The resulting spectrum still repeats periodically, but now every 176,400 Hz instead of 44,100 Hz. Therefore a final analog filter is still required to eliminate frequencies above 88,200 Hz, but now the cutoff slope can be relatively gentle.

A subtle (and potentially confusing) point is that the highest frequency must be slightly less than, not equal to, Fs/2. This is obvious from the fact that the samples of a sine wave of frequency exactly equal to Fs/2 could all be zero. Mathematically the spectrum in this case consists of delta functions that fall exactly at the end points of the integral of equation (1a) in Appendix A. This is invalid and will not yield the correct result for f(t). But with an infinitesimal reduction in frequency all is well. Studying the example of the 8 Hz tone sampled at 20 Hz [45 kb] makes it clear that as the signal frequency approaches Fs/2, more and more sinc terms are required. Therefore if one attempts to approximate the sinc function with a truncated version, the allowable truncation point stretches out as the frequency approaches the limit. For this reason it is highly desirable to maintain a *guard-band* between the highest frequency and the theoretical limit.

Back to the list of subsections

**Relationship**** of Fourier Transforms
and Fourier Series**

For a Fourier series the time function is periodic, but the frequency function is not. The Fourier Series is a limiting case of the discrete Fourier transform, where the sample interval Δt → 0. Then the bandwidth becomes infinite, and there is no periodicity in the frequency domain.

If in addition, NΔt → ∞ , then Δω → 0, and the result is a Fourier transform.

Back to the list of subsections

**Appendix A: **** Derivation of the Sampling Theorem**

We assume all functions are mathematically well behaved (e.g. continuous). A function f(t) band-limited to ±ω_{o} means, by definition, that it can be expressed by a Fourier integral over this range,

Within this range F(ω) can be expressed as a Fourier series,

Then

Which is easily evaluated to be

Then since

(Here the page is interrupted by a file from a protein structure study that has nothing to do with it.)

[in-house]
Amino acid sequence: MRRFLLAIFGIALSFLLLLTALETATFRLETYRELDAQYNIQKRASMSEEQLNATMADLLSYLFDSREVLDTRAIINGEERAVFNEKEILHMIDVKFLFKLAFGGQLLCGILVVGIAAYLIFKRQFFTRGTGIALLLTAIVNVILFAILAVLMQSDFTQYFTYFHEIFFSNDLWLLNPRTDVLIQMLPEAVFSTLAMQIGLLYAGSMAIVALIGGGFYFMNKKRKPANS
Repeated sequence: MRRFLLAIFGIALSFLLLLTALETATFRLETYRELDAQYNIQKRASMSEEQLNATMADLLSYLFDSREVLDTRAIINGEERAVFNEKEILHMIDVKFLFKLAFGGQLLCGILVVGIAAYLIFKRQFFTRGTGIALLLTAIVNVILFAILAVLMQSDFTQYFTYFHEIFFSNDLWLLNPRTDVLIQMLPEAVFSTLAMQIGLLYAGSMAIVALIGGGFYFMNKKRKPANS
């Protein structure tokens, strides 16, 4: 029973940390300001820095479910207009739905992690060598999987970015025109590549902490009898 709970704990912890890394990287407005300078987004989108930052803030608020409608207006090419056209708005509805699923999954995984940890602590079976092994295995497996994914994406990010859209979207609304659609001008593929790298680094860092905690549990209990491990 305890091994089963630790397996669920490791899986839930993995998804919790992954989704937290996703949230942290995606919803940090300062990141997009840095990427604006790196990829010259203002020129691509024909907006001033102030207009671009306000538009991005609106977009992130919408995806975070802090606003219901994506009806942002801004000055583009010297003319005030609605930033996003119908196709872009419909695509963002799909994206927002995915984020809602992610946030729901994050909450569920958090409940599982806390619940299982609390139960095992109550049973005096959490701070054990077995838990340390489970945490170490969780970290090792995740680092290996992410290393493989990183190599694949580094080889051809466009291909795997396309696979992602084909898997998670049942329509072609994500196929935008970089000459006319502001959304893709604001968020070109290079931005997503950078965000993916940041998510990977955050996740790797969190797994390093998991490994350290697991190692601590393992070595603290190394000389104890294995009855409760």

The result is

Back to the list of subsections

**Appendix B****: The Convolution Theorem and Windowing**

An important signal processing tool is the Convolution theorem. Given two time domain functions f(t) and h(t), and their Fourier transforms F(ω) and H(ω),

convolution is defined by

Convolution is a linear process, so g(t) must be a linear function of f(t) to be expressed by equation (1b). The convolution theorem states that the Fourier transform of g(t) is

Similarly, the inverse Fourier transform of the product of f(t) and g(t) is equal to the convolution of F(ω) and H(ω).

There is exactly the same kind of relationship for sampled signals; the integral in equation (1b) is replaced by a summation, and the continuous times and frequencies are replaced by discrete values.

This relationship between convolution in one domain and multiplication in the
other is useful in filter design. If H(ω) is the response of a filter,
h(t) is its impulse response, and equation (1b) shows that the filter response
g(t) is the convolution of its impulse response and its input f(t). For the
sampled case each input sample generates an impulse response weighted by the
input value f(t_{n}), and the convolution theorem simply states that
the total response is the superposition of these impulse responses.

The convolution theorem also helps illustrate the behavior of windowing. Consider
the case of a sine wave and a time *window* h(t):

The Fourier transforms are

Therefore, the Fourier transform of a sine wave that exists only during a time period of length T is the convolution of F(ω) and H(ω)

The example of this type of function mentioned in the text, one cycle of a 440 Hz tone [42kb], exhibits a spectrum with *sidelobes* that extend from each maximum to ±∞. As noted above the spectrum peak occurs at 368 Hz (red circle) instead of 440 Hz due to the sidelobes of the negative frequency peak spilling over into the positive frequency region.

The convolution theorem also proves that a signal that is finite in time has an infinite spectrum: the response can always be expressed as a convolution with a sinc function, which extends the spectrum to infinity. The symmetrical case is that a strictly band-limited function must be infinite in time.

A time window which is unity over the interval T and zero elsewhere is called
a *boxcar*, and produces sidelobes defined by the sinc function. If the
window is replaced by a function that is tapered over the interval, the sidelobes
can be very much reduced. There are many such window functions, some of the
most popular being the Hanning, Hamming, Blackman, Chebyshev, and Kaiser functions.

Back to the list of subsections

______________________

1. The sampling theorem is commonly attributed to either Harry Nyquist, or Claude Shannon. Pohlmann refers to even earlier proofs by E. T. Whittaker, and K Ogura.